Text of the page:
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2/19/2014

Understanding Buoyancy Using Archimedess Principle - For Dummies

Understanding Buoyancy Using Archimedess Principle


By Steven Holzner from Physics I For Dummies, 2nd Edition In physics, Archimedess principle says that any fluid exerts a buoyant force on an object wholly or partially submerged in it, and the magnitude of the buoyant force equals the weight of the fluid displaced by the object. An object thats less dense than water floats because the water it displaces weighs more than the object does. If youve ever tried to push a beach ball underwater, youve felt this principle in action. As you push the ball down, it pushes back up. In fact, a big beach ball can be tough to hold underwater. As a physicist in a bathing suit, you may wonder, Whats happening here? What is the buoyant force, Fb , the water exerts on the beach ball? To make this problem easier, you decide to consider the beach ball as a cube of height h and horizontal face with area A. So the buoyant force on the cubic beach ball is equal to the force at the bottom of the beach ball minus the force at the top: Fbuoyancy = Fbottom Ftop And because F = PA, you can work pressure into the equation with a simple substitution: Fbuoyancy = (Pbottom Ptop)A You can also write the change in pressure, Pbottom Ptop, as delta P:

Note that hA is the volume of the cube. Multiplying volume, V, by density, gives you the mass of the water displaced by the cube, m, so you can replace with m: Fbuoyancy = mg You should recognize mg (mass times acceleration due to gravity) as the expression for weight, so the force of buoyancy is equal to the weight of the water displaced by the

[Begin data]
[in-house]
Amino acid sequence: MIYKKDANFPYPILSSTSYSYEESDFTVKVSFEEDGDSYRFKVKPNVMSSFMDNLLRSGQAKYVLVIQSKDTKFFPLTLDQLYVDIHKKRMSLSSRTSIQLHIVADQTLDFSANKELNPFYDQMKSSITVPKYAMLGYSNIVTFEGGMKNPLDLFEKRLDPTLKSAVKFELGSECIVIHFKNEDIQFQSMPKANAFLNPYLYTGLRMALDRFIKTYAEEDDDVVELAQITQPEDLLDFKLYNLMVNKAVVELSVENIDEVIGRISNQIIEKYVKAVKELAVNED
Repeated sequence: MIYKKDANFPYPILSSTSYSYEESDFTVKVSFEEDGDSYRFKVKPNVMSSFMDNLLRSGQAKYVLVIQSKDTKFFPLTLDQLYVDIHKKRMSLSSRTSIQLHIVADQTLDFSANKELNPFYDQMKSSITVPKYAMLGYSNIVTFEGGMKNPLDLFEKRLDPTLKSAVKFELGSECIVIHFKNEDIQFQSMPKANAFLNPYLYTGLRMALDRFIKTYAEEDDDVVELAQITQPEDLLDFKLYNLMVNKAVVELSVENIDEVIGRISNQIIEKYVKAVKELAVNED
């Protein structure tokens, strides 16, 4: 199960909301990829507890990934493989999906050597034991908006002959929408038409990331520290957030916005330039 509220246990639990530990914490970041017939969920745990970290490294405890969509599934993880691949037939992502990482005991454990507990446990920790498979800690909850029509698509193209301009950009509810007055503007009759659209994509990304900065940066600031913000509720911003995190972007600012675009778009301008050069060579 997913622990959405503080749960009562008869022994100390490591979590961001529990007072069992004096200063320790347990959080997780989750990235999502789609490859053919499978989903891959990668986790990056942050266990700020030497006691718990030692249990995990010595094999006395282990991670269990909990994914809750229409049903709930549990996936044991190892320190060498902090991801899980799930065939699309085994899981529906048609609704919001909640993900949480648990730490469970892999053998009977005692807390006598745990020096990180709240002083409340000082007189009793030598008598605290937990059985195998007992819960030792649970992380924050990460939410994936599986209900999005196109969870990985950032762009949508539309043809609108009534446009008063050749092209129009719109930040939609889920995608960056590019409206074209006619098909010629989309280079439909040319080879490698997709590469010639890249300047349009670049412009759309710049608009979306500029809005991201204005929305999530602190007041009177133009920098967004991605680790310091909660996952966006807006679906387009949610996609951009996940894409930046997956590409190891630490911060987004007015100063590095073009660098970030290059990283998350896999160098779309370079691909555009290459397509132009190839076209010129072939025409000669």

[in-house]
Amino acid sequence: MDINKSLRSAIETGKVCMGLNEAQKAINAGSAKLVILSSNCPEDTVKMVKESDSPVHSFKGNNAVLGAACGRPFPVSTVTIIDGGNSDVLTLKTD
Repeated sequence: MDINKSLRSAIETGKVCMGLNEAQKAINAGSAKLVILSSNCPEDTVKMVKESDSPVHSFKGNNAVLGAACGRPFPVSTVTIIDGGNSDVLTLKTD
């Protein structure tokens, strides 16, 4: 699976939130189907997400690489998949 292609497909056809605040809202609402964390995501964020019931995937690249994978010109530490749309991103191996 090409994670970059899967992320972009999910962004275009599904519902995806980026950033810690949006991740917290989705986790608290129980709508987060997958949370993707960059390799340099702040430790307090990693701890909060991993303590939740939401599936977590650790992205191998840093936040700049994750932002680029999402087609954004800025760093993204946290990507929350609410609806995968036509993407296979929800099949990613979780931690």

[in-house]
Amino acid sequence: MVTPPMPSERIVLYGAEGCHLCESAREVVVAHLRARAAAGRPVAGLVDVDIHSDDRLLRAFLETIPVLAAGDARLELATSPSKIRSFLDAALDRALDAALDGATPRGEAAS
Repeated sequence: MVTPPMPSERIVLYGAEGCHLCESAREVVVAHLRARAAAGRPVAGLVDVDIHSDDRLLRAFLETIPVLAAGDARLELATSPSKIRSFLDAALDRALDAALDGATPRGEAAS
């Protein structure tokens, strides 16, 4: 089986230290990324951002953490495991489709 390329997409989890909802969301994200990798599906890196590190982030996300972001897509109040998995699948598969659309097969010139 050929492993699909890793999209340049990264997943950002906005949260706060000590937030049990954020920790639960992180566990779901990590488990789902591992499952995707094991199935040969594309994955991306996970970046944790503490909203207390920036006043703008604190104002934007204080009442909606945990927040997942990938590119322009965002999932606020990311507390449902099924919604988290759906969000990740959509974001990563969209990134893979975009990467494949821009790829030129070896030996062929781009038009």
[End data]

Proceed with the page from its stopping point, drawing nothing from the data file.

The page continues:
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2/19/2014

Understanding Buoyancy Using Archimedess Principle - For Dummies

object youre submerging: Fbuoyancy = Wwater displaced That equation turns out to be Archimedess principle. Heres an example of how to use Archimedess principle. Suppose the designers at Acme Raft Company have hired you to tell them how much of their new raft will be underwater when its launched. You can see the new Acme raft in the figure.

A raft in water. The density of the wood used in their rafts is 550 kilograms/meter3, and the raft is 20 centimeters high. You get out your clipboard and reason that to make the raft float, the weight of the raft must equal the buoyant force the water exerts on the raft. Say the raft is of height h and horizontal surface area A; that would make its weight equal to the following:

Now whats the buoyant force that the water exerts on the raft? The buoyant force is equal to the weight of the water that the submerged part of the raft displaces. Say that when the raft floats, the bottom of the raft is a distance y underwater. Then the submerged volume of the raft is Ay. That makes the mass of the water displaced by the raft equal to the following:

The weight of the displaced water is just its mass multiplied by g, the acceleration due to gravity, so multiplying both sides of the equation by g gives you the weight, Wwater
displaced, on the

left side of the equation. The displaced weight of water equals the

following:

For the raft to float, the weight of the displaced water must equal the weight of the raft, so set the values for raft weight and water weight equal to each other:

A and g appear on both sides of the equation, so they cancel out. The equation simplifies to

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2/19/2014

Understanding Buoyancy Using Archimedess Principle - For Dummies

Solving for y gives you the equation for how much of the rafts height is underwater:

Plugging in the densities tells you how far the raft is submerged in terms of the rafts height:

That means that 55 percent of the raft will be underwater. So if the raft is 20 centimeters (or 0.20 meters) high, how much is underwater when its floating? You can plug in the value for the rafts height to find the answer: y = 0.550(0.20 m) = 0.11 m So 11 centimeters of the rafts height will be underwater.
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